Marco Rubio
Credit: Michael Vadon/Flickr

Trump enters the White House with the lowest approval ratings on record. Opposition is on the march, and news organizations are recommitting to robust reporting. Yet, right now the prospects for holding Trump in check seem more reliant on the wounded egos of a few senators than the normal institutions of accountability, which seem weaker than ever.

On the one hand, the US Senate is a veritable support group for men who were publicly humiliated by Trump in 2016. There’s: Sweaty “Little Marco” Rubio; the son of Lee Harvey Oswald’s pal; John “try not getting shot down next time” McCain; Lindsay “one percent” Graham; Rand Paul (“I never attacked him or his looks, and believe me, there’s plenty of subject matter right there”), and Ben Sasse (“the great state of Nebraska can do much better…how the hell did he ever get elected?”)

They won’t get out front, but if Trump’s support really tanks—or indictments and Putin-hugs pile up—they may be the ones who ultimately cause him the most trouble.

But against that thin red line, we have a more fundamental diminution in the normal levers of accountability.

Here’s why:

Gerrymandered Congressional Districts – The radical gerrymandering that took place in Republican controlled legislatures not only increased their ranks in Congress, it changed how Republican lawmakers view the electorate. Increasingly they are more afraid of “being primaried” than they are of losing the general election.

So Trump’s waning popularity with the general electorate doesn’t matter to them as long as conservative Republicans still like him.

Gerrymandered News Media – Trump’s base will not be moved by dirt dug up by The New York Times or the Washington Post. So far, the conservative media establishment mostly seems inclined to protect Trump. There has been relatively little freak out in the conservative press over Trump’s very un-conservative comments about NATO being “obsolete,” his desire to have health insurance for “everyone,” or his general tactic of bullying or rewarding individual corporations based on what they do or say about him.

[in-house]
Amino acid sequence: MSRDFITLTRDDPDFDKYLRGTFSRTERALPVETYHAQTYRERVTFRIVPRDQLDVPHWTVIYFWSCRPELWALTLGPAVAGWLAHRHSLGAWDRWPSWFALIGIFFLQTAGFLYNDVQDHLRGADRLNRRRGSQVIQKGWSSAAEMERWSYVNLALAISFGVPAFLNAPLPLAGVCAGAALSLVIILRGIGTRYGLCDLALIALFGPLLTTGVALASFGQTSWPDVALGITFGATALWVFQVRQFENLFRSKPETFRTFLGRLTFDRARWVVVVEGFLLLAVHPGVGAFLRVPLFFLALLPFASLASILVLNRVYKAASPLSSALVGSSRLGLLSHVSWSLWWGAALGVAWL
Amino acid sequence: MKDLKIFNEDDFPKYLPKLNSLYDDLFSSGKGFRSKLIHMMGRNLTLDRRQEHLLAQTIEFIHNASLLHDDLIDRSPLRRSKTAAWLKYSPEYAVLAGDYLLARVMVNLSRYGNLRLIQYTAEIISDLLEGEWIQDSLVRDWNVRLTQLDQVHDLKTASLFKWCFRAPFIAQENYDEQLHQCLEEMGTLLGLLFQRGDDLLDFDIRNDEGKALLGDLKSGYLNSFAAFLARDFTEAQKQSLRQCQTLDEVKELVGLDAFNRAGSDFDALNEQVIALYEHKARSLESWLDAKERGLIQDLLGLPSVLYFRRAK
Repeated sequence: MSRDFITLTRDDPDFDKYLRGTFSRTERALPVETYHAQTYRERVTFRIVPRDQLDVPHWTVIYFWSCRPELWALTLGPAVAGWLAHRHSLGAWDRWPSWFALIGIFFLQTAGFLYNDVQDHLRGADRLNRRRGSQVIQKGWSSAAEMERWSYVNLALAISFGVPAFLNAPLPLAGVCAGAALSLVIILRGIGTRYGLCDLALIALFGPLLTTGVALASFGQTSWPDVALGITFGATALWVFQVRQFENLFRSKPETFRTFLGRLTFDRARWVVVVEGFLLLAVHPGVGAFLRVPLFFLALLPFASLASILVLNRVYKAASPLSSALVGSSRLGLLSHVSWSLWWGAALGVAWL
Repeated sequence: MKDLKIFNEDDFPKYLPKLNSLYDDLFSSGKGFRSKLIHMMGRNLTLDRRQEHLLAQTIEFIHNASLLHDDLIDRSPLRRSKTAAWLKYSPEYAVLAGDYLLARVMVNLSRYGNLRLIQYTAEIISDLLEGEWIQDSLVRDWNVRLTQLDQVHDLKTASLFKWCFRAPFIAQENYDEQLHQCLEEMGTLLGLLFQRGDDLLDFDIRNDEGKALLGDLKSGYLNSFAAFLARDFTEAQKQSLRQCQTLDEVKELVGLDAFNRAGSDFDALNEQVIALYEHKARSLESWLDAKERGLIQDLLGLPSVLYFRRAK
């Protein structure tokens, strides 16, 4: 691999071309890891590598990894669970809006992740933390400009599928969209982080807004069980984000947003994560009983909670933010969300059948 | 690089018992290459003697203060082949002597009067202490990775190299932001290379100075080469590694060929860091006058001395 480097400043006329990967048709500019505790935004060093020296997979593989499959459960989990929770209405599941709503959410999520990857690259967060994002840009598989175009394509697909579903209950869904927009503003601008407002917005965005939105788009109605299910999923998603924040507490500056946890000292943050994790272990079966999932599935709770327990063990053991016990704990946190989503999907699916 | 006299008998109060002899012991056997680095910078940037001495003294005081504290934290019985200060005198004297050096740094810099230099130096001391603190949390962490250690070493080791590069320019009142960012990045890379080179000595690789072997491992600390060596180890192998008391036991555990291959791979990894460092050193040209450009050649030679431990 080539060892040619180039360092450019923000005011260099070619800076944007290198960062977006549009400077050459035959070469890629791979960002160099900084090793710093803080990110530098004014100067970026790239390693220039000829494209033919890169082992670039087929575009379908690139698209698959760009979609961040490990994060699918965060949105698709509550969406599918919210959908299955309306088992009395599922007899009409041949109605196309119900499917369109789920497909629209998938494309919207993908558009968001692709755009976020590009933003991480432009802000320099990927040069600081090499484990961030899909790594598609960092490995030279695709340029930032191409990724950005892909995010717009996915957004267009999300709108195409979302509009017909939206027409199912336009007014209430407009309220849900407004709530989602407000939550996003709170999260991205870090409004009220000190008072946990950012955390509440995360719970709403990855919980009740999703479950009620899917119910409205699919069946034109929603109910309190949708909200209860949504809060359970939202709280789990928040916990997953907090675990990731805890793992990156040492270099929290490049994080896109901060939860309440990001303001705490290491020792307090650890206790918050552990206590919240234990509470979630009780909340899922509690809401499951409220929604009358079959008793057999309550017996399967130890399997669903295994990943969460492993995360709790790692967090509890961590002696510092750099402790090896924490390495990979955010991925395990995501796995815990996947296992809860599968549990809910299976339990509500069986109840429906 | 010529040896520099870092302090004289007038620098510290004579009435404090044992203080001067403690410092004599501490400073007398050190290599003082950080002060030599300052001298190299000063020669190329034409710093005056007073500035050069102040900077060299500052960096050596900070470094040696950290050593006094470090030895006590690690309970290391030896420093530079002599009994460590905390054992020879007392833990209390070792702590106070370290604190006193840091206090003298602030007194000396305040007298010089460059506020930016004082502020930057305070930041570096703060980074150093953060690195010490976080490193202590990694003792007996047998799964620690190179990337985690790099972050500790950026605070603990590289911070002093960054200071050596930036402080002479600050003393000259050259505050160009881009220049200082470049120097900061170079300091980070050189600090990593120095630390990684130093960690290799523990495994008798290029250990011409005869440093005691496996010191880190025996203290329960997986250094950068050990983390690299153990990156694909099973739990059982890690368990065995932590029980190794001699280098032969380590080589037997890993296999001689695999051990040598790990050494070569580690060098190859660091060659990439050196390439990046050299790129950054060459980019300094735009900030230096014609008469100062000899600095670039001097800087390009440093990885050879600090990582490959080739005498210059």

This is partly because conservative publications now operate under the same pressures as Republicans members of the House of Representatives. Their website audiences have been gerrymandered too – in the sense that traffic is driven by the most passionate, which is to say the most angry and the most conservative.

In the extremely unlikely event that the conservative press ever turns against Trump en masse, Trump will just turn to his own alternative media operation — i.e. Twitter, Breitbart, and the National Enquirer.

Gerrymandered Truth – Whether by design or coincidental, Trump did succeed in achieving the goal that Russians had for the election, blurring what sources are reliable and which aren’t. Trump did this during the campaign by retweeting made up news, and inaccurate news along side true news. He is now attacking any media outlet that he dislikes as “fake news,” redefining the term that originally referred to information that was intentionally and knowingly created to be fraudulent.

Trump’s response to the news that he has record-low approval ratings was telling. He said these were the same pollsters that said he was losing the election. The national polls actually were pretty close (the Real Clear Politics average had Hillary winning the popular vote by 3.2 points; she won by 2.1 points). But now, in Trump’s telling. all polls are rigged.

The Nationalization of Local Politics – It used to be pretty common that states would elect Senators of party A while voting for the Presidential nominee of Party B. But get this: 50 of the 52 Republican Senators come from states that Trump carried. Few of them will feel that voters are pulling them in a non-Trump direction.

Unless, of course, their fathers helped kill President Kennedy, in which case they may see things differently.

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Steven Waldman is chair of the Rebuild Local News Coalition, cofounder of Report for America, and a contributing editor at the Washington Monthly.